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The Importance of a Friendship in Biddy Chambers’ Life—and Ours! By Michelle Ule

Do any of you have a friend who would be willing to risk her life to help you?

Mary Riley

Biddy Chambers had such a friend in Mary Riley. Without Mary’s help, presence and encouragement, one of the most beloved devotionals, My Utmost for His Highest, might never have come into print.

The two were the same age, thirty-one, in 1915 when an opportunity arose for Biddy and her two-year-old daughter to travel to Egypt. Biddy’s husband Oswald, a noted Bible teacher, was serving as a chaplain at a YMCA camp north of Cairo during World War I.

Prior to sailing to Egypt, Oswald requested permission to bring his wife and child since Egypt was not yet a war zone.

The YMCA authorities considered his shocking request—no one else had a wife or child with them– and said yes. Biddy and Kathleen could come, along with a nurse.

How many of us have a friend who would volunteer to sail through winter U-boat infested waters to a war zone with a small child to live in an adobe bungalow in the Egyptian desert surrounded by Australian and New Zealand troops?

How many friends would volunteer to pay their way to live in a land of pestilence and illness in an era before antibiotics when summer temperatures regularly hit 130 degrees?

Mary Riley volunteered. She loved Biddy, Oswald and Kathleen and through her attendance at the Bible Training College (BTC) they ran in London prior to the war, she wanted to serve God, no matter where he sent her.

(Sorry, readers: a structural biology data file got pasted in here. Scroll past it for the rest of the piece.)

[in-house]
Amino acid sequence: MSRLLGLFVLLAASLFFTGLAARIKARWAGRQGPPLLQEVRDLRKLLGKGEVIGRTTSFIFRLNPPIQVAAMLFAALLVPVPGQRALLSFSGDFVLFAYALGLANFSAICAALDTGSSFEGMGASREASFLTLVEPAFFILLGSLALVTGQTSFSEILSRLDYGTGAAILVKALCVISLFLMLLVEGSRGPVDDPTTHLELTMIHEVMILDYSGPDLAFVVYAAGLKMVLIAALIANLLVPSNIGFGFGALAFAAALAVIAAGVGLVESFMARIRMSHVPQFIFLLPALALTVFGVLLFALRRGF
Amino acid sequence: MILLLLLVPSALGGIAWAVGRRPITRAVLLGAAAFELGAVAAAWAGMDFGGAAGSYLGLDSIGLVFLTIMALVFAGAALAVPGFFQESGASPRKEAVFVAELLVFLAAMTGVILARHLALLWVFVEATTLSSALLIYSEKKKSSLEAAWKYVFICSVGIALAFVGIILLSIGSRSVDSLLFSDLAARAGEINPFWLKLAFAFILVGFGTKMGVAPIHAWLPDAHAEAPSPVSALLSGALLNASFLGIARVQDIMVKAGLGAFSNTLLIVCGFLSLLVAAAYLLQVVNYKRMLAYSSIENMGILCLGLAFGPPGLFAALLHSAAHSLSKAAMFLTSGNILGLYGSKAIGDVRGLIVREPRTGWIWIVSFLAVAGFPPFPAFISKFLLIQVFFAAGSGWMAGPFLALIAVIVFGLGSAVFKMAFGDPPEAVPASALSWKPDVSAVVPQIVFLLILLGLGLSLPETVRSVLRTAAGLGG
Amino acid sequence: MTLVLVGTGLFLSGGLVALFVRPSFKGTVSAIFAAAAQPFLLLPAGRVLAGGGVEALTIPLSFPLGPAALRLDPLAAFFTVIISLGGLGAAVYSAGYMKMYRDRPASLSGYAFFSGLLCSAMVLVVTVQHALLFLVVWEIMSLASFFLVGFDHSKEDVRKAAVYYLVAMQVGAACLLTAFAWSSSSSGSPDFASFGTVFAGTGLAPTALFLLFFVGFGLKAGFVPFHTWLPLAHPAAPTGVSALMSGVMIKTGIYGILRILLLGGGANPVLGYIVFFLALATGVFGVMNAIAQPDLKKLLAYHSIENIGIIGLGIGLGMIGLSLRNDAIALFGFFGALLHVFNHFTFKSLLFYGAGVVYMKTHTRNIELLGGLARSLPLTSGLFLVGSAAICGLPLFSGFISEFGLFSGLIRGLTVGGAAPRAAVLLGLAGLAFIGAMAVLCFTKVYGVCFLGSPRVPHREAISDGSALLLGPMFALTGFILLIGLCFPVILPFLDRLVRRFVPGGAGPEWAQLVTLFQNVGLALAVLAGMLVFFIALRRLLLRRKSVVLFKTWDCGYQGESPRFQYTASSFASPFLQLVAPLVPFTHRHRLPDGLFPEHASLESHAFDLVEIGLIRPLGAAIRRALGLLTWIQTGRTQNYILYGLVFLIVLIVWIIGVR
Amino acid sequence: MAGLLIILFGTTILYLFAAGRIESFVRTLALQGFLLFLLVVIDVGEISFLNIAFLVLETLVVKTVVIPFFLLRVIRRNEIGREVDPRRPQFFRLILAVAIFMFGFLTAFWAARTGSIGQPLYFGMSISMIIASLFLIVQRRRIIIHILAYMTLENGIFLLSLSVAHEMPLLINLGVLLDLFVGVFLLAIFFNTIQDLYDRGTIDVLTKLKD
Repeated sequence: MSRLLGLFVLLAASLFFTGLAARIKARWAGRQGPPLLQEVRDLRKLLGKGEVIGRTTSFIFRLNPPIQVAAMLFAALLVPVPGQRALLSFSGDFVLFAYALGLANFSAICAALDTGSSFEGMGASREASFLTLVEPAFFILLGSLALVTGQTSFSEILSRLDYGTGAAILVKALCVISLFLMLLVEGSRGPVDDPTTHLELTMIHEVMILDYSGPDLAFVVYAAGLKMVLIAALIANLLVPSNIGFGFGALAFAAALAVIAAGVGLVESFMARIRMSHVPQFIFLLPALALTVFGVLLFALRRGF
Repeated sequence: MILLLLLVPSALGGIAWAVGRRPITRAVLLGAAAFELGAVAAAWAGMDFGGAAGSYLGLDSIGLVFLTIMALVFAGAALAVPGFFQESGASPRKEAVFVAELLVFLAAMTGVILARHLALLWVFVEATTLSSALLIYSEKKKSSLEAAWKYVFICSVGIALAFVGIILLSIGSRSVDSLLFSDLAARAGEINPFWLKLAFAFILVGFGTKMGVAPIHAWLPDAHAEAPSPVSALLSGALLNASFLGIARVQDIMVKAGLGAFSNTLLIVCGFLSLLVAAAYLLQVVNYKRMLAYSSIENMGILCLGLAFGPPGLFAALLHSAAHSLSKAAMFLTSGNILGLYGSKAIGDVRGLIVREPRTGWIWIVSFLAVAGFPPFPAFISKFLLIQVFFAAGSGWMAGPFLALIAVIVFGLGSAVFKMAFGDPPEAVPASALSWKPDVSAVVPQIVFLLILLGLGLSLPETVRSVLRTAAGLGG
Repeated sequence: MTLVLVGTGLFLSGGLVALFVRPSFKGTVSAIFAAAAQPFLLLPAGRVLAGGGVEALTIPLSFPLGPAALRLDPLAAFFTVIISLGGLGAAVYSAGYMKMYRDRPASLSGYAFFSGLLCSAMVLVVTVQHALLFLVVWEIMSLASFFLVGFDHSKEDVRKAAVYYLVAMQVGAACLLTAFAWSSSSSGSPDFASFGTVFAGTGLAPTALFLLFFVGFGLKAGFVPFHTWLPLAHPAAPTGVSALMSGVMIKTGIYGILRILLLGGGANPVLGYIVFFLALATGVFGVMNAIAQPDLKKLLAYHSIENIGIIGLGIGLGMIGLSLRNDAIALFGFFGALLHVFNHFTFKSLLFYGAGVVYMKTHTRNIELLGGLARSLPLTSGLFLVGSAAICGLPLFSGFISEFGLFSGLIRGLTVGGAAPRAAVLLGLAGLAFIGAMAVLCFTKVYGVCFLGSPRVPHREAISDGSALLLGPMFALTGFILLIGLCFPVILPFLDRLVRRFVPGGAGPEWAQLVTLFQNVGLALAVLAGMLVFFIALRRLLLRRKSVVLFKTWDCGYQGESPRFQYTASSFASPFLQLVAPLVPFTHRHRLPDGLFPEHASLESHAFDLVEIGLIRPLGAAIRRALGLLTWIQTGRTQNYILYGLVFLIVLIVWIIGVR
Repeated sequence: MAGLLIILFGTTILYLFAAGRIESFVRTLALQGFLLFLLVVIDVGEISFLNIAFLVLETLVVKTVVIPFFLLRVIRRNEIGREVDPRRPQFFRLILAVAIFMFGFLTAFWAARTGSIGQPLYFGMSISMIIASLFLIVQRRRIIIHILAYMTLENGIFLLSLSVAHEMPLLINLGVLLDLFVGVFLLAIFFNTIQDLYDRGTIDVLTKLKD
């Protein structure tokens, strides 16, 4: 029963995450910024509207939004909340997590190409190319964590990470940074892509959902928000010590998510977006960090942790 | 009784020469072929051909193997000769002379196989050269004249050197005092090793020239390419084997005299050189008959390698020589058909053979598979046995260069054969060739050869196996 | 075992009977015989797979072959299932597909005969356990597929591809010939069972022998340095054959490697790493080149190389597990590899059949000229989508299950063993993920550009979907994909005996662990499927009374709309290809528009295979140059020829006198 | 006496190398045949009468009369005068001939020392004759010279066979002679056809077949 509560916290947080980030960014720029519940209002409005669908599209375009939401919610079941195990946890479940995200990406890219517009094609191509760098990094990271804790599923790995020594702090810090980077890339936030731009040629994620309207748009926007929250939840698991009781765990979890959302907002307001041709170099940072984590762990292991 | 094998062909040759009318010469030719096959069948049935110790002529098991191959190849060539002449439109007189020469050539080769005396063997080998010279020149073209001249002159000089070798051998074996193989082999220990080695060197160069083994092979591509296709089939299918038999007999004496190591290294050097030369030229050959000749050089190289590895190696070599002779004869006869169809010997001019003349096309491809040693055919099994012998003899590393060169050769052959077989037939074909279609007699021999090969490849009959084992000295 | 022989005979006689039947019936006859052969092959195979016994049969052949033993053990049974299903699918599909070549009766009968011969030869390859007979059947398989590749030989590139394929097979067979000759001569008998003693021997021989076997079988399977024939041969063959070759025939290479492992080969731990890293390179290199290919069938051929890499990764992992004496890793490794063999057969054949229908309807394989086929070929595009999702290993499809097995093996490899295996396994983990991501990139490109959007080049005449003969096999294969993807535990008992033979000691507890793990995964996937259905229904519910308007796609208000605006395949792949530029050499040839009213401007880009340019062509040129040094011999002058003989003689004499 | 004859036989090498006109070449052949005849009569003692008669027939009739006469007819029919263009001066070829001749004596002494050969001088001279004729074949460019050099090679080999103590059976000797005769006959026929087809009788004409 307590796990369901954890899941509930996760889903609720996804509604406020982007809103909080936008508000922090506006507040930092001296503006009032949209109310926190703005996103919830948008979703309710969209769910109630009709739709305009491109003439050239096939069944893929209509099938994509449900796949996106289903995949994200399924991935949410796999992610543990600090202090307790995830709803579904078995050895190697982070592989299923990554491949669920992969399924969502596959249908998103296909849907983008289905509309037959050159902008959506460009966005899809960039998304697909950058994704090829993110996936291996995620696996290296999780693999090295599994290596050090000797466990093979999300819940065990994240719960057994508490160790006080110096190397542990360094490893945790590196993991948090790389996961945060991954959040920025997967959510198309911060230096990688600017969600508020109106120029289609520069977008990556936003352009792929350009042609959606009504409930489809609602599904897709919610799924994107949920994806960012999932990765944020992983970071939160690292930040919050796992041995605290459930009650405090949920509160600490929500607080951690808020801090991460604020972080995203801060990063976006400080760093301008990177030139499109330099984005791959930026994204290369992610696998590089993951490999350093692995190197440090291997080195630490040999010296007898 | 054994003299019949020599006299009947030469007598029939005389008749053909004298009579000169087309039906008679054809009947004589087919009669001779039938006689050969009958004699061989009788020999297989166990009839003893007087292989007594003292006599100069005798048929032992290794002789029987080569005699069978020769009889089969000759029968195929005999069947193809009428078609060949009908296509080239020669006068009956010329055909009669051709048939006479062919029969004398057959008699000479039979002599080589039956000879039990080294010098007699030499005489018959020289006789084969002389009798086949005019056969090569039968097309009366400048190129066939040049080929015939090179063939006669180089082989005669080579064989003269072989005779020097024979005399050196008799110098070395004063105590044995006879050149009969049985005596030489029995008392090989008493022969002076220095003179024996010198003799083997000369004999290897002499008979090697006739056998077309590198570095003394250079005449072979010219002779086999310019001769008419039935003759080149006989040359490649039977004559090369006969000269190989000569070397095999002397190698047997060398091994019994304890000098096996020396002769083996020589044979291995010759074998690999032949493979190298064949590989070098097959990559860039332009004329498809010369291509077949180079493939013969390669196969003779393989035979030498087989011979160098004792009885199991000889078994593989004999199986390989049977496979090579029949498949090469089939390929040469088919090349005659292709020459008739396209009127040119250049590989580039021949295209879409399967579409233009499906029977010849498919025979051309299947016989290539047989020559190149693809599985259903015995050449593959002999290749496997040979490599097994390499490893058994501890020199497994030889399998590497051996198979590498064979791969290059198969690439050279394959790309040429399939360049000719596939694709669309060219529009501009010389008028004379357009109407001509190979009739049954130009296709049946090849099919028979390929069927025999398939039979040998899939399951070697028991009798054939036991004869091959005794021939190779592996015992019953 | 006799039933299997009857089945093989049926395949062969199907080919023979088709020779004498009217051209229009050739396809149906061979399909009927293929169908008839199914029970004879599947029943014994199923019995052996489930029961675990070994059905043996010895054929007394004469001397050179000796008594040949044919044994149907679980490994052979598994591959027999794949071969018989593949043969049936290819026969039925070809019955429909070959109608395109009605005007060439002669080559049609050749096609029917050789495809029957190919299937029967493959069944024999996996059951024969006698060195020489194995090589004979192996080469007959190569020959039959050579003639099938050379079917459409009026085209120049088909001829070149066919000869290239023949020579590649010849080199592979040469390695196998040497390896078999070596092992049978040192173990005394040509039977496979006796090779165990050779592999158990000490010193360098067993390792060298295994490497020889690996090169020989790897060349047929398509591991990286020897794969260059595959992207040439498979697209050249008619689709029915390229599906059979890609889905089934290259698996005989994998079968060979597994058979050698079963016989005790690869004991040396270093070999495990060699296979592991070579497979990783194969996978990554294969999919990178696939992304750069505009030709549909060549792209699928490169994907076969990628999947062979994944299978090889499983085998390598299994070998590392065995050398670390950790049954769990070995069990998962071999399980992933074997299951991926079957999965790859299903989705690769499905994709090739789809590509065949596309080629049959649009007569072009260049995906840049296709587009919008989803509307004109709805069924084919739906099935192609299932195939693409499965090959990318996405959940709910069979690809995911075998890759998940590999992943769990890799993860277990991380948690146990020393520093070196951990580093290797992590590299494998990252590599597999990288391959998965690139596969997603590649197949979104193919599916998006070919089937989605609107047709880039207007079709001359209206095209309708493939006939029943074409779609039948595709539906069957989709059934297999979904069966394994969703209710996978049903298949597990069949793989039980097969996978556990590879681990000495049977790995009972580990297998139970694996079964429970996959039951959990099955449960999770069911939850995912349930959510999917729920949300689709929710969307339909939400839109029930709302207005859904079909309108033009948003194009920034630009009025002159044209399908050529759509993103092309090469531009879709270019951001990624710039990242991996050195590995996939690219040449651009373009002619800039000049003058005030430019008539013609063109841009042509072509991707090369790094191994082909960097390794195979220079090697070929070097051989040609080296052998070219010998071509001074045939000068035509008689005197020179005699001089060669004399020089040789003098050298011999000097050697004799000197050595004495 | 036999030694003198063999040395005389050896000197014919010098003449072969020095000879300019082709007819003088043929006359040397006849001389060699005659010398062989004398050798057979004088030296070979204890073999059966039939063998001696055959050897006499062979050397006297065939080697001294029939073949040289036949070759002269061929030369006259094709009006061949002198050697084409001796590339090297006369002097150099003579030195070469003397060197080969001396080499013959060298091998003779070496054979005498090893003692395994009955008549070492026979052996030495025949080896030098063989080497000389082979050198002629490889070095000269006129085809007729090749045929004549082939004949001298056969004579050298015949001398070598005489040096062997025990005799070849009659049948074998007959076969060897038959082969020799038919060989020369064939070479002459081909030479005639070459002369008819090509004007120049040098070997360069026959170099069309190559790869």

She also was a terrific cook and the ministry Oswald envisioned at Zeitoun camp could use her.

Three months after Oswald’s departure, Biddy, Mary and Kathleen caught a small ship. A passenger ship hit a mine and sank in the English Channel the day before they sailed. They passed two U-boat-sunk ships ruins in the Mediterranean Sea. The danger was real.

Once in sunny Egypt, they must have taken a deep breath when they saw their humble dwelling with sand as the floor.

Both women rolled up their sleeves and plunked a pith helmet on their heads. Mary cooked in the outdoors with the help of an Army orderly. Basically camping, she and Biddy turned the Zeitoun YMCA camp into a center of hospitality. They never knew how many people would drop by for dinner.

As one soldier wrote about Mary and Biddy’s arrival: “They kept open house for us all. Whatever they had they shared, and with little Kathleen running around and attending the Sunday services where she lustily sang the hymns, and Miss Riley’s cooking, we began to feel almost as if we were home again.”

When they went “up the line” to a more primitive camp, Biddy and Mary concocted fruit trifle to serve desert-weary soldiers at free teas on Sunday afternoons.

As one officer said, he would “forgo the comfort of a chair and sit on the sand to get such a meal,” as prepared by Biddy and Mary.

Oswald himself appreciated the women’s toil under arduous conditions, “it takes some vitality, morally, physically and spiritually to be cheerful in weather,” like they had in Egypt.

Mary mourned with Biddy when Oswald died unexpectedly from appendicitis in 1917. She helped keep the camp running while Biddy and Kathleen grieved.

At war’s end, the three sailed to England together in far less perilous seas.

Mary Riley did not have to lay down her life for her friend, but she was willing to do so when she accompanied the Chambers family to Egypt.

Biddy could not have traveled nor done the ministry she performed while in Egypt without Mary. Mary helped with Kathleen’s care (as did others), cooked and ministered to the soldiers while Biddy attended her husband’s lectures and “took down” in shorthand everything Oswald said.

From her notes, and those Biddy took at the BTC, Biddy compiled all 30 Oswald Chambers “authored” books in the years following his death.